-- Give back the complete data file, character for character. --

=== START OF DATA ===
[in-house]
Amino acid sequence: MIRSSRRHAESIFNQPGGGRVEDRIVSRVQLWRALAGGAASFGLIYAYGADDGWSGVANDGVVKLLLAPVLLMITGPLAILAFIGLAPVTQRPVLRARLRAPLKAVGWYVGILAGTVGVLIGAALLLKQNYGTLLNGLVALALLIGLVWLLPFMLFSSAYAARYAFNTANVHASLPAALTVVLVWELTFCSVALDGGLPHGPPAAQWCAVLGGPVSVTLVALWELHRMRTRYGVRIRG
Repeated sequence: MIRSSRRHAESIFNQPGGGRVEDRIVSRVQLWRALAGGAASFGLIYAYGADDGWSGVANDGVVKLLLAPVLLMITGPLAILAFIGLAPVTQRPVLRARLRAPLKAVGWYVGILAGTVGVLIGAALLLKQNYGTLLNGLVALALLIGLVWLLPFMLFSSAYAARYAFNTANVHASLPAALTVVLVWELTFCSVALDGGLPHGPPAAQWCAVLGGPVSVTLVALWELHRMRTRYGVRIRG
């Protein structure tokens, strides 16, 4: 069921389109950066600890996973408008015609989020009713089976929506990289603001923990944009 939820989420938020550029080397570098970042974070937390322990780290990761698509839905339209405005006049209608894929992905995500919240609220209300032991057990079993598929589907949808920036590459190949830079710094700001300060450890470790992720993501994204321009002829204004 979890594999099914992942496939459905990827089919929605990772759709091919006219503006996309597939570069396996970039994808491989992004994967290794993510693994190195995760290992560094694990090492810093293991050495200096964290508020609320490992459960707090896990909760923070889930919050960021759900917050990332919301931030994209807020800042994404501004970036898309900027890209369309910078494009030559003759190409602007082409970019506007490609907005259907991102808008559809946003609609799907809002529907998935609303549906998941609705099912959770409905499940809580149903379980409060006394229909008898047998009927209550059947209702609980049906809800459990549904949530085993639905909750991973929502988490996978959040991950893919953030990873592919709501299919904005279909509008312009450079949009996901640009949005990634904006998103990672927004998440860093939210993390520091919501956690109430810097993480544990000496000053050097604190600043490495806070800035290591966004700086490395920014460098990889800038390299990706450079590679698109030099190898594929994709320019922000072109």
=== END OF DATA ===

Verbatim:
[in-house]
Amino acid sequence: MIRSSRRHAESIFNQPGGGRVEDRIVSRVQLWRALAGGAASFGLIYAYGADDGWSGVANDGVVKLLLAPVLLMITGPLAILAFIGLAPVTQRPVLRARLRAPLKAVGWYVGILAGTVGVLIGAALLLKQNYGTLLNGLVALALLIGLVWLLPFMLFSSAYAARYAFNTANVHASLPAALTVVLVWELTFCSVALDGGLPHGPPAAQWCAVLGGPVSVTLVALWELHRMRTRYGVRIRG
Repeated sequence: MIRSSRRHAESIFNQPGGGRVEDRIVSRVQLWRALAGGAASFGLIYAYGADDGWSGVANDGVVKLLLAPVLLMITGPLAILAFIGLAPVTQRPVLRARLRAPLKAVGWYVGILAGTVGVLIGAALLLKQNYGTLLNGLVALALLIGLVWLLPFMLFSSAYAARYAFNTANVHASLPAALTVVLVWELTFCSVALDGGLPHGPPAAQWCAVLGGPVSVTLVALWELHRMRTRYGVRIRG
């Protein structure tokens, strides 16, 4: 069921389109950066600890996973408008015609989020009713089976929506990289603001923990944009 939820989420938020550029080397570098970042974070937390322990780290990761698509839905339209405005006049209608894929992905995500919240609220209300032991057990079993598929589907949808920036590459190949830079710094700001300060450890470790992720993501994204321009002829204004 979890594999099914992942496939459905990827089919929605990772759709091919006219503006996309597939570069396996970039994808491989992004994967290794993510693994190195995760290992560094694990090492810093293991050495200096964290508020609320490992459960707090896990909760923070889930919050960021759900917050990332919301931030994209807020800042994404501004970036898309900027890209369309910078494009030559003759190409602007082409970019506007490609907005259907991102808008559809946003609609799907809002529907998935609303549906998941609705099912959770409905499940809580149903379980409060006394229909008898047998009927209550059947209702609980049906809800459990549904949530085993639905909750991973929502988490996978959040991950893919953030990873592919709501299919904005279909509008312009450079949009996901640009949005990634904006998103990672927004998440860093939210993390520091919501956690109430810097993480544990000496000053050097604190600043490495806070800035290591966004700086490395920014460098990889800038390299990706450079590679698109030099190898594929994709320019922000072109």